Part I. This project offers the option of describing a process that can be described with your senses. I, being big into music, am well aware how digital and analog music work. One big pet-peave I have with my guitar is when it comes out of tune, and chords sound bad when multiple strings are played together. The tuning process to make a guitar play a certain frequency is analog, as each knob on the head of the guitar (one for each string) is turned little by little until the correct frequency is reached. Since any frequecy (within reason) can be reached by tuning a guitar this way, it is clear that this process is analog.
Part II. To solve my live-threatening problem of having my guitar out of tune, I've thought of a process to turn this process digital. Instead of using the turning knob, and giving any frequency a possibility to be played, I would sample each frequency of a "perfect note". These perfect notes are the ideal pitches that a guitar is actually supposed to have. As an example, the common note "middle A" is 440 hertz. This also describes the quantization, where these individual values are assigned to each string.
The spacing of the frets on a guitar's neck is designed for the 6 strings to all be perfectly tuned, so wherever a note is played, it will have one of these "perfect frequencies", once again just pointing out there are discrete values for which notes can be played. The resolution part of this project really takes care of it self, as the soundwaves are produced at specific frequencies, therefor the resolution of each note is its pitch value, how ever many hertz the note is. The fidelity of this object is also quite simple, as the input frequency exactly matches the output sound that comes out of the instrument.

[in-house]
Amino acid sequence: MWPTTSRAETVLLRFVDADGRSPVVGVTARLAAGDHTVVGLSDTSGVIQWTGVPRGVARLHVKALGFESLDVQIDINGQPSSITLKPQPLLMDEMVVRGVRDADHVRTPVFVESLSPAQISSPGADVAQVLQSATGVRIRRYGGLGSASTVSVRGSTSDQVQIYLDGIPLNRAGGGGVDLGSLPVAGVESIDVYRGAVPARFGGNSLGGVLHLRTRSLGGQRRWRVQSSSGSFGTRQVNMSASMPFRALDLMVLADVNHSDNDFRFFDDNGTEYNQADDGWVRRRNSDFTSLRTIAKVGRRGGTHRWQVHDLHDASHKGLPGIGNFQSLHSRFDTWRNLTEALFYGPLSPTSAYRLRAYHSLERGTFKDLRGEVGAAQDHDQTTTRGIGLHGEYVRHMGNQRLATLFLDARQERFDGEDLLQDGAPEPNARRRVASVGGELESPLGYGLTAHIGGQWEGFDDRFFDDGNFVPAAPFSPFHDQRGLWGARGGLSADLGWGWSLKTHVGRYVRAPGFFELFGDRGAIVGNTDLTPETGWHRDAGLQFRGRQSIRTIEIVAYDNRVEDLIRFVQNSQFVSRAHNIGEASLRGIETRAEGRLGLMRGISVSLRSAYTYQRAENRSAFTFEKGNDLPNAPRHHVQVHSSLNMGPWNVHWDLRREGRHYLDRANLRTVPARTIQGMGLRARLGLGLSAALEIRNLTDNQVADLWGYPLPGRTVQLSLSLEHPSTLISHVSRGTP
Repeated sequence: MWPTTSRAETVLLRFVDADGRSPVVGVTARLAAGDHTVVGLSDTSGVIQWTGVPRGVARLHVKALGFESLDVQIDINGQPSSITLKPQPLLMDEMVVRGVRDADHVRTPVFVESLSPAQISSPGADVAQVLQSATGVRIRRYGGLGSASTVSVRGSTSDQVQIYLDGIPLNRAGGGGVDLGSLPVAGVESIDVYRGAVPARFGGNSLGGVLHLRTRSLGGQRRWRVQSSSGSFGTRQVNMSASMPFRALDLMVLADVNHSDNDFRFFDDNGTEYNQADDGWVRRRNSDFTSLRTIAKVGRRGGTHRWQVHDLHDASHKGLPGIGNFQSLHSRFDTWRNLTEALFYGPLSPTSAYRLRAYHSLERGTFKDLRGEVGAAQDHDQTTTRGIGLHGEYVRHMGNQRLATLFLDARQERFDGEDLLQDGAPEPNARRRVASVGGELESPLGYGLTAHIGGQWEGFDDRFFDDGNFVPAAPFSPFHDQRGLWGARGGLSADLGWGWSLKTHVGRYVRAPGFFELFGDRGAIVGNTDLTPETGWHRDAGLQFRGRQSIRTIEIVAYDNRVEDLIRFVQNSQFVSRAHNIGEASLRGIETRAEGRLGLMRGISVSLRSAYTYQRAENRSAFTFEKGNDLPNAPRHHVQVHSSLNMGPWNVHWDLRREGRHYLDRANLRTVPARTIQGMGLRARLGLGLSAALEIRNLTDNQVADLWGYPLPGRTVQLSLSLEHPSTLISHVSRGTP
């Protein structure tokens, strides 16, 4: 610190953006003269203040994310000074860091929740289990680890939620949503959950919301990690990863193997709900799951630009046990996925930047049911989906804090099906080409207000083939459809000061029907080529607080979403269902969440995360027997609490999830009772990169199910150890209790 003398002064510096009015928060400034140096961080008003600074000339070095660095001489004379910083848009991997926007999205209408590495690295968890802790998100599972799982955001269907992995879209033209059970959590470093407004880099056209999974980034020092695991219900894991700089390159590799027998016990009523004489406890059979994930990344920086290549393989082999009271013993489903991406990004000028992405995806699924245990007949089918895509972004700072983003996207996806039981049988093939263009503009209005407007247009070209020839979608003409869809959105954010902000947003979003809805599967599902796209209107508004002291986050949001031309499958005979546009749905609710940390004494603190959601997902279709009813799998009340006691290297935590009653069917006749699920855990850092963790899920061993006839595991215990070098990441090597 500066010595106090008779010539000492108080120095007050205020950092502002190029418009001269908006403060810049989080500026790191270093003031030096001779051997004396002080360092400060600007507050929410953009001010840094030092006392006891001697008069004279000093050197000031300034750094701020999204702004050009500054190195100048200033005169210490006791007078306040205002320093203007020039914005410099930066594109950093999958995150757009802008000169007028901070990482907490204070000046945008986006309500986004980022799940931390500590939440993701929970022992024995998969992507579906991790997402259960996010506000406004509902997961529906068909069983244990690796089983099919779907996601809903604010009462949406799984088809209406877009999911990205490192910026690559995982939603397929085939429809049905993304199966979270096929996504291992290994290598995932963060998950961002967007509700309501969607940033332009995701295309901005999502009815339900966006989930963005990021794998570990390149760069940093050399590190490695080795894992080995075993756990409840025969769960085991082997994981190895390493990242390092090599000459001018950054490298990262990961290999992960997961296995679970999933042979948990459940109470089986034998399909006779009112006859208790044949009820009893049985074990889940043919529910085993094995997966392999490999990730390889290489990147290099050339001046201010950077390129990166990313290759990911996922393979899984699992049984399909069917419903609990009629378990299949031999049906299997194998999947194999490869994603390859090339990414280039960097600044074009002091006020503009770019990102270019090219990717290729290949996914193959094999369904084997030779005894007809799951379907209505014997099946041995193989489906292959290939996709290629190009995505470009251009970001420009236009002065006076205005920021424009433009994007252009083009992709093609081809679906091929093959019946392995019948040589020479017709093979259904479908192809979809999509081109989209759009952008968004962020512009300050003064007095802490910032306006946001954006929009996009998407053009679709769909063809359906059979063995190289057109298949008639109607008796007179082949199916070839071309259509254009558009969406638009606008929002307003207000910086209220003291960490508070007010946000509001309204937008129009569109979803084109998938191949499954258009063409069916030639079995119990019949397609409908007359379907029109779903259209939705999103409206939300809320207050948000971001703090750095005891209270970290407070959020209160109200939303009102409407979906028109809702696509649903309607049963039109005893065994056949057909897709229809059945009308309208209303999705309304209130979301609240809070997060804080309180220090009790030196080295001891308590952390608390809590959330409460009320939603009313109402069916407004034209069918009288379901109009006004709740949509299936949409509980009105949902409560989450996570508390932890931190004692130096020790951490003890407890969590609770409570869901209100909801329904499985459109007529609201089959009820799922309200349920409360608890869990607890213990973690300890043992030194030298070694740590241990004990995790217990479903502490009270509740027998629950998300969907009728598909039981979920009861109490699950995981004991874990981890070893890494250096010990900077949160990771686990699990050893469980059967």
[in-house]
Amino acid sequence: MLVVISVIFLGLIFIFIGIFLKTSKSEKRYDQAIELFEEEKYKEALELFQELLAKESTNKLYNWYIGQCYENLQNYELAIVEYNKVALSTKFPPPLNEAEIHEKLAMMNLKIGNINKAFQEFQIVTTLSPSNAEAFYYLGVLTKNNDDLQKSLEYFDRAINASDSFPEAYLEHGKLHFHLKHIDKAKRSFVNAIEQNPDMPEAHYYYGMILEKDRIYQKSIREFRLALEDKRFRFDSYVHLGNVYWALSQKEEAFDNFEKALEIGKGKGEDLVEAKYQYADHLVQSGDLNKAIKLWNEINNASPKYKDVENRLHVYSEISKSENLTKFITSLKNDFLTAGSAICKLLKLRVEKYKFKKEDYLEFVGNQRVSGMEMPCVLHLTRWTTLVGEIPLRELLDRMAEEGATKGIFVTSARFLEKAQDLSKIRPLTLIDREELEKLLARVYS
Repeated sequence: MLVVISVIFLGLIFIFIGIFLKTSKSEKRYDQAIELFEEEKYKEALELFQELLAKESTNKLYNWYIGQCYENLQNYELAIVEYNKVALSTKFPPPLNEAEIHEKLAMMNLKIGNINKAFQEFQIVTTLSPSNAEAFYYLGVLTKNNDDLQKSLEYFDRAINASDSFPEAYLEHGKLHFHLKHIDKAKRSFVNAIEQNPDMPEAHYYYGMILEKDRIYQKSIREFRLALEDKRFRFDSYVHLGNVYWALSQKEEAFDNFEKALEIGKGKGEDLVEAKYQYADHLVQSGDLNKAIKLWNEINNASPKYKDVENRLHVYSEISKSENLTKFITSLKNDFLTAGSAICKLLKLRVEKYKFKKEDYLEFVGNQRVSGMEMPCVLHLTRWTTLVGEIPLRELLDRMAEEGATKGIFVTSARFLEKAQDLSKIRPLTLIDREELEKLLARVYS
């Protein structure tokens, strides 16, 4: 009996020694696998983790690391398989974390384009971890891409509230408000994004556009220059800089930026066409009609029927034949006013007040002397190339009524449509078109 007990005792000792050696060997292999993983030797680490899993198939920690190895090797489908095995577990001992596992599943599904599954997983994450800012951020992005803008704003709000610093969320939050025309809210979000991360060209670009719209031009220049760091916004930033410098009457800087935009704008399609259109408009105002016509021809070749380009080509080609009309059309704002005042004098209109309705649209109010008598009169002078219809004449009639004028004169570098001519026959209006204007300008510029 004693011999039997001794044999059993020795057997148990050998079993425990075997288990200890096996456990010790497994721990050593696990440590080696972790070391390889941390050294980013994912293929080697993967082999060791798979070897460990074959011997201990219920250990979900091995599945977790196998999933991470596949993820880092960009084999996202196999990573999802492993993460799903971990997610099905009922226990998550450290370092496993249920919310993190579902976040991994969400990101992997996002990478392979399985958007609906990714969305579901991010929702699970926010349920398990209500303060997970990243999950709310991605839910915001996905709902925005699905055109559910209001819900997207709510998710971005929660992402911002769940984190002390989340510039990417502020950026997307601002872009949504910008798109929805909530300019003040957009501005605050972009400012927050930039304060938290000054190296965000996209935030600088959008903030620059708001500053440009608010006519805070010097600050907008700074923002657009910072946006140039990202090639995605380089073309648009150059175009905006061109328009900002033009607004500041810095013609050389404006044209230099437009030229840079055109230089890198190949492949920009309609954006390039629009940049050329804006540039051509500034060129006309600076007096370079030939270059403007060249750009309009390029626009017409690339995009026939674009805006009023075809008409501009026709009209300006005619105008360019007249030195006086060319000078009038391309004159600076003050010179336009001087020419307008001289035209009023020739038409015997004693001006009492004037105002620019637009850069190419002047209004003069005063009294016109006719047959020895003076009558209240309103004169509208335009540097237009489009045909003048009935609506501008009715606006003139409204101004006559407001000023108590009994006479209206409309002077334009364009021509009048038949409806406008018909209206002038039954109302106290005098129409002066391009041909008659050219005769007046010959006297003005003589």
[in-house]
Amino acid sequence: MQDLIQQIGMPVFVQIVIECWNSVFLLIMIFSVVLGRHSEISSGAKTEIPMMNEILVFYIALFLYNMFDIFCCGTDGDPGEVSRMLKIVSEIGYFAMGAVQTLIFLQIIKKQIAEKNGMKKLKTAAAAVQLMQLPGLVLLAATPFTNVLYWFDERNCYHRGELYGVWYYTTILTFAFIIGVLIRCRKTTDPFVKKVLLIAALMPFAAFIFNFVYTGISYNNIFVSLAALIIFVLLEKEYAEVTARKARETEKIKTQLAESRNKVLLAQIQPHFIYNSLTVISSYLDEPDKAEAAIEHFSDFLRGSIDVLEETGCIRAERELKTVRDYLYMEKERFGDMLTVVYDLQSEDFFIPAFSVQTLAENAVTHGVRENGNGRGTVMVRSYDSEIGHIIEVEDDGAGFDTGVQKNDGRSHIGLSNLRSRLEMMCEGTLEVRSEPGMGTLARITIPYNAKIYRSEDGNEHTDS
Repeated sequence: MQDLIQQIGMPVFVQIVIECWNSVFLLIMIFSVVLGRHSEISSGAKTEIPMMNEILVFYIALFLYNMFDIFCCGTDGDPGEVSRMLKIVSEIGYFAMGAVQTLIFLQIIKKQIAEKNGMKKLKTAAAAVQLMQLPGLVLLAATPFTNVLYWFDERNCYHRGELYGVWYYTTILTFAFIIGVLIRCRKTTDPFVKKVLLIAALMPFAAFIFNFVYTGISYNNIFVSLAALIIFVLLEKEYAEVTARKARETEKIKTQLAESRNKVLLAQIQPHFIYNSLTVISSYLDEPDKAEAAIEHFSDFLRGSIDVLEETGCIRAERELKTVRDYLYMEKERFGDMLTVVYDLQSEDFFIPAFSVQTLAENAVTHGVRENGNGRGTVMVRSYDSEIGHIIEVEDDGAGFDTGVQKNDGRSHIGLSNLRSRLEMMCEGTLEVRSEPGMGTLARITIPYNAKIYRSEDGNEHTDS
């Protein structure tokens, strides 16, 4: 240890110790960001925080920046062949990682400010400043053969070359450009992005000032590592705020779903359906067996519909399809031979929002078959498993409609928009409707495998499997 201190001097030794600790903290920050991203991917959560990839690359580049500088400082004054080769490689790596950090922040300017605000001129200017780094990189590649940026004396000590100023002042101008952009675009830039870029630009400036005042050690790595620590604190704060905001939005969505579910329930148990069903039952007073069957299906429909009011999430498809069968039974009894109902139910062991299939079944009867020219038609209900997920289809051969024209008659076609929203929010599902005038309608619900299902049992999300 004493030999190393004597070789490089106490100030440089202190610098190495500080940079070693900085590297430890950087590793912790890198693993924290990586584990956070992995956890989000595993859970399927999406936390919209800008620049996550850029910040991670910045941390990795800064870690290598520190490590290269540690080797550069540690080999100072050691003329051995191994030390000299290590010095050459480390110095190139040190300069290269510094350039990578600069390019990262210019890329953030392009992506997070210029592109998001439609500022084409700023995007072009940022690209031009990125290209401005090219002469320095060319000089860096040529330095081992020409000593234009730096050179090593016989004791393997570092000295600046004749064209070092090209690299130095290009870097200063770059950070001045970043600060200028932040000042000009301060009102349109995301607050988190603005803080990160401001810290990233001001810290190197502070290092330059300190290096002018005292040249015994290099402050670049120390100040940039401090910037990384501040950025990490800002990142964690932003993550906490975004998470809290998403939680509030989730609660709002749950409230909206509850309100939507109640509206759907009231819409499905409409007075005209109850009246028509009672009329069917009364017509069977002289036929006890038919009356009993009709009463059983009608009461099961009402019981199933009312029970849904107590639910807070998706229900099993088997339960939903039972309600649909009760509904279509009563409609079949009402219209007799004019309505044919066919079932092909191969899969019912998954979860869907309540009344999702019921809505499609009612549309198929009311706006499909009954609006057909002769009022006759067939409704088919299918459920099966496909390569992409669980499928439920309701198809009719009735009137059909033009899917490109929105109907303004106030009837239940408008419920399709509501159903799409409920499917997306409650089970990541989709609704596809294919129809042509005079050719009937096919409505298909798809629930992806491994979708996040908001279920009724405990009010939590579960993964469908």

The picture I have here (sorry if its a little blurry) shows my theoretical model for how the new guitar neck would look, with little plus and minus buttons where the tuning knobs would be. These would adjust the notes of the string to a discrete model, where there would be a jump occuring (EX. 440 Hz on middle A to 466.2 Hz on an A-sharp, which is one half step up. Half steps are the standard musical increment.)
Part III. If this device was implemented, the entire music world would have to change to adjust to it. Not only would the guitars head have to change, but the string would probably also have to become digital, and maybe put buttons on every fret, kind of like the picture below, which depicts the most advance guitar from the popular game "rock band". Also, troubles could arise based on different temperatures or humidities, as those to factors effect the speed of sound, therefor also effect note frequencies. It would also take away the uniqueness of music, specifically rock music, as musicians could not implement there own subtle inperfections, or guitar tricks and maneuvers that only an analog guitar could perform. I am all for creativity and uniqueness, so I'm not sure this analog to digital conversion would be good for music as a whole, however, it would make tuning my instrument a little less of a hassle.